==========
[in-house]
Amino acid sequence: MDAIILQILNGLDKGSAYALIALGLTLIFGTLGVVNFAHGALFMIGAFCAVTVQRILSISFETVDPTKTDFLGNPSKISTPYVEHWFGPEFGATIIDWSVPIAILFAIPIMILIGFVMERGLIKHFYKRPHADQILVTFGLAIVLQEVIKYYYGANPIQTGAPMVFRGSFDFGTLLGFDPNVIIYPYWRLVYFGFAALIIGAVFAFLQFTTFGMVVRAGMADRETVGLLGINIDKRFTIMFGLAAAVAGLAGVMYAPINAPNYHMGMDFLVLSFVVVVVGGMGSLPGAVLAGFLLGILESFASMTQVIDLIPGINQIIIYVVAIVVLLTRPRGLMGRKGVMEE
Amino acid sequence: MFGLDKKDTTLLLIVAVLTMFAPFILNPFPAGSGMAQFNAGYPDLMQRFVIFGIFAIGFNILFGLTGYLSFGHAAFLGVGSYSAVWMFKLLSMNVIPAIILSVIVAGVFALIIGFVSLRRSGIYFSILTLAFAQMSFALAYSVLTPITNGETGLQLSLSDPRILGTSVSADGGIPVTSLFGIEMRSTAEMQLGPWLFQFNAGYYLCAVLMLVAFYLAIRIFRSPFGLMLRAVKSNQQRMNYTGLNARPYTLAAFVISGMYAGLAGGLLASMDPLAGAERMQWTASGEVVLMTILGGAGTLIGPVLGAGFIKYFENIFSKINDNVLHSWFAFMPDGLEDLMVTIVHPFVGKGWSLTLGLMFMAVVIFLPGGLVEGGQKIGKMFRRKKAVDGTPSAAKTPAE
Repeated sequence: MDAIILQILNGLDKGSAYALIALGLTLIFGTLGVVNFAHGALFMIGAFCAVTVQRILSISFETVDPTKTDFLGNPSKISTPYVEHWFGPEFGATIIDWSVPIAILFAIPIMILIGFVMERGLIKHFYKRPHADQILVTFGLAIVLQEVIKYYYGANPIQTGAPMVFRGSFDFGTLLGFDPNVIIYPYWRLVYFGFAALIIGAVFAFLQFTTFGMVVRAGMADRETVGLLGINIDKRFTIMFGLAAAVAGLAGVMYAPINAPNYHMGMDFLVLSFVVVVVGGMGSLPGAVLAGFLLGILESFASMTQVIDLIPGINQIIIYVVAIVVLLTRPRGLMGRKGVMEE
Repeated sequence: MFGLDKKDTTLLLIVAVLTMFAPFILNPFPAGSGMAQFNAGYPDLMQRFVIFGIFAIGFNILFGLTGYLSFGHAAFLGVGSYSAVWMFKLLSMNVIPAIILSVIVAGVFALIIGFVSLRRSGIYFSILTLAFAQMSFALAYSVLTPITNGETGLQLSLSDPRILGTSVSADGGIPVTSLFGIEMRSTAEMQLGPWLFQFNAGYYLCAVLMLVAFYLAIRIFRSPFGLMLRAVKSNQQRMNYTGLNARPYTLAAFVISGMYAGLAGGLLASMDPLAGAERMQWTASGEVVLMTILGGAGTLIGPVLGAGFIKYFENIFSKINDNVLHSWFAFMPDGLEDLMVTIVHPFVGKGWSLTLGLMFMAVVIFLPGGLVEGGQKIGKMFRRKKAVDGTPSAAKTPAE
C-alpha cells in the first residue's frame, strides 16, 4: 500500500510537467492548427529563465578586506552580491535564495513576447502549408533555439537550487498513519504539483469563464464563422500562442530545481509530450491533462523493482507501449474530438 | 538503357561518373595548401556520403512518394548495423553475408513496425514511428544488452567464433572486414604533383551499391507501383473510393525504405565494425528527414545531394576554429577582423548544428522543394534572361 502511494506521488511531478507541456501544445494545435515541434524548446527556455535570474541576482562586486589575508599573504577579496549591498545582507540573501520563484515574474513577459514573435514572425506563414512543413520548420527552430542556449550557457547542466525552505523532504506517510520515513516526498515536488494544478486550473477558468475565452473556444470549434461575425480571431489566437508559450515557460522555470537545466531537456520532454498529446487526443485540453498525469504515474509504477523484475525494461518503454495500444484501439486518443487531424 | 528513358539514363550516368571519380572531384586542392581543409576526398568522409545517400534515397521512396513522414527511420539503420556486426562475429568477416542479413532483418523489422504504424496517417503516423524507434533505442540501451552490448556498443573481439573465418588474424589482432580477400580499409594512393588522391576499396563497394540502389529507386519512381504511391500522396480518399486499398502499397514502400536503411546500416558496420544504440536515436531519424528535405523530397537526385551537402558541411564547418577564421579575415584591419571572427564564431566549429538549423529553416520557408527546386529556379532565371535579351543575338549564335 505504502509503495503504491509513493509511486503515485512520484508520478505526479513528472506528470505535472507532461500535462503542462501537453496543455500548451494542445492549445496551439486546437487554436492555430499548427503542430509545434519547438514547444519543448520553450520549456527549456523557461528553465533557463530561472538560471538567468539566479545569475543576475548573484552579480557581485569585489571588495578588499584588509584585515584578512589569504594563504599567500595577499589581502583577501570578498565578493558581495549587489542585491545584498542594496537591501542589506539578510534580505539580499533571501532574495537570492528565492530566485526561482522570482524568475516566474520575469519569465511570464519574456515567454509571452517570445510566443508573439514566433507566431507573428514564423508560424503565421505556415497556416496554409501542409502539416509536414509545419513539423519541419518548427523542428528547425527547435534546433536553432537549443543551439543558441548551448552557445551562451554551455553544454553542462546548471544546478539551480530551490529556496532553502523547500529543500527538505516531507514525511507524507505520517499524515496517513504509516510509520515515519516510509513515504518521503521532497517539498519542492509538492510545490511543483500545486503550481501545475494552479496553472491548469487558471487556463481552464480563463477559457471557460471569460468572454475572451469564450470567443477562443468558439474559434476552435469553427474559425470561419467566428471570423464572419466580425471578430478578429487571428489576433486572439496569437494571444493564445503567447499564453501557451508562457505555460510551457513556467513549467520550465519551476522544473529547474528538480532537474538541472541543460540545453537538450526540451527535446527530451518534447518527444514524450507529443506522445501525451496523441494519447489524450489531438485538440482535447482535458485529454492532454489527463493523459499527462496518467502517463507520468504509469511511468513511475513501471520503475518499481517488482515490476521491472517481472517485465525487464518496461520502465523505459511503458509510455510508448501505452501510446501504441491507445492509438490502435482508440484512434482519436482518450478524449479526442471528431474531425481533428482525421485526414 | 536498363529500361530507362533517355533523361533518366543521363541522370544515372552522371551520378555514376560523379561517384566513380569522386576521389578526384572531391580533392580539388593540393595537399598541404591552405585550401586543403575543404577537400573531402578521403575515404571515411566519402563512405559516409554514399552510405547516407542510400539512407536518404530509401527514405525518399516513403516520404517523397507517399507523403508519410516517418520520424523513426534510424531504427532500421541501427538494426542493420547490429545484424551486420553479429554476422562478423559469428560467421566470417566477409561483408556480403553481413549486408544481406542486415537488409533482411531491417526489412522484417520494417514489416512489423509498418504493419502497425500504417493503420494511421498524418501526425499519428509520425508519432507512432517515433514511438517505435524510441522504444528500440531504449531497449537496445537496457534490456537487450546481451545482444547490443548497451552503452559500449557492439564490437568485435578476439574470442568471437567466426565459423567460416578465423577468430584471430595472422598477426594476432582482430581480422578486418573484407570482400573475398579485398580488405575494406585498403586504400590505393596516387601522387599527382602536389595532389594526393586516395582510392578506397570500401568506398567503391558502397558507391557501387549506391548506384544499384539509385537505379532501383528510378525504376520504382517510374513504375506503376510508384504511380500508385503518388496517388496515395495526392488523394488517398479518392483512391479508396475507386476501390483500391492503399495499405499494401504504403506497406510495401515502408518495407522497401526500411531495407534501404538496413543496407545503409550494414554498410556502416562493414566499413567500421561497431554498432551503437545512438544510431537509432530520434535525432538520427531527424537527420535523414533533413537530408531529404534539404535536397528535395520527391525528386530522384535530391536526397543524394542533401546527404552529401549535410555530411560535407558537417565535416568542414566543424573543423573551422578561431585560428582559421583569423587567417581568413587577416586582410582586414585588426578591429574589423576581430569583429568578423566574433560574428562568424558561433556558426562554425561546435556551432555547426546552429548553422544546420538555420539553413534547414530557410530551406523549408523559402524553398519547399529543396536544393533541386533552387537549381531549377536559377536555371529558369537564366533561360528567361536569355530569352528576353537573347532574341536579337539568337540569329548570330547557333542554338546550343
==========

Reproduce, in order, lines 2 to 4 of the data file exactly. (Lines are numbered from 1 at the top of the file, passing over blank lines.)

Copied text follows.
Amino acid sequence: MDAIILQILNGLDKGSAYALIALGLTLIFGTLGVVNFAHGALFMIGAFCAVTVQRILSISFETVDPTKTDFLGNPSKISTPYVEHWFGPEFGATIIDWSVPIAILFAIPIMILIGFVMERGLIKHFYKRPHADQILVTFGLAIVLQEVIKYYYGANPIQTGAPMVFRGSFDFGTLLGFDPNVIIYPYWRLVYFGFAALIIGAVFAFLQFTTFGMVVRAGMADRETVGLLGINIDKRFTIMFGLAAAVAGLAGVMYAPINAPNYHMGMDFLVLSFVVVVVGGMGSLPGAVLAGFLLGILESFASMTQVIDLIPGINQIIIYVVAIVVLLTRPRGLMGRKGVMEE
Amino acid sequence: MFGLDKKDTTLLLIVAVLTMFAPFILNPFPAGSGMAQFNAGYPDLMQRFVIFGIFAIGFNILFGLTGYLSFGHAAFLGVGSYSAVWMFKLLSMNVIPAIILSVIVAGVFALIIGFVSLRRSGIYFSILTLAFAQMSFALAYSVLTPITNGETGLQLSLSDPRILGTSVSADGGIPVTSLFGIEMRSTAEMQLGPWLFQFNAGYYLCAVLMLVAFYLAIRIFRSPFGLMLRAVKSNQQRMNYTGLNARPYTLAAFVISGMYAGLAGGLLASMDPLAGAERMQWTASGEVVLMTILGGAGTLIGPVLGAGFIKYFENIFSKINDNVLHSWFAFMPDGLEDLMVTIVHPFVGKGWSLTLGLMFMAVVIFLPGGLVEGGQKIGKMFRRKKAVDGTPSAAKTPAE
Repeated sequence: MDAIILQILNGLDKGSAYALIALGLTLIFGTLGVVNFAHGALFMIGAFCAVTVQRILSISFETVDPTKTDFLGNPSKISTPYVEHWFGPEFGATIIDWSVPIAILFAIPIMILIGFVMERGLIKHFYKRPHADQILVTFGLAIVLQEVIKYYYGANPIQTGAPMVFRGSFDFGTLLGFDPNVIIYPYWRLVYFGFAALIIGAVFAFLQFTTFGMVVRAGMADRETVGLLGINIDKRFTIMFGLAAAVAGLAGVMYAPINAPNYHMGMDFLVLSFVVVVVGGMGSLPGAVLAGFLLGILESFASMTQVIDLIPGINQIIIYVVAIVVLLTRPRGLMGRKGVMEE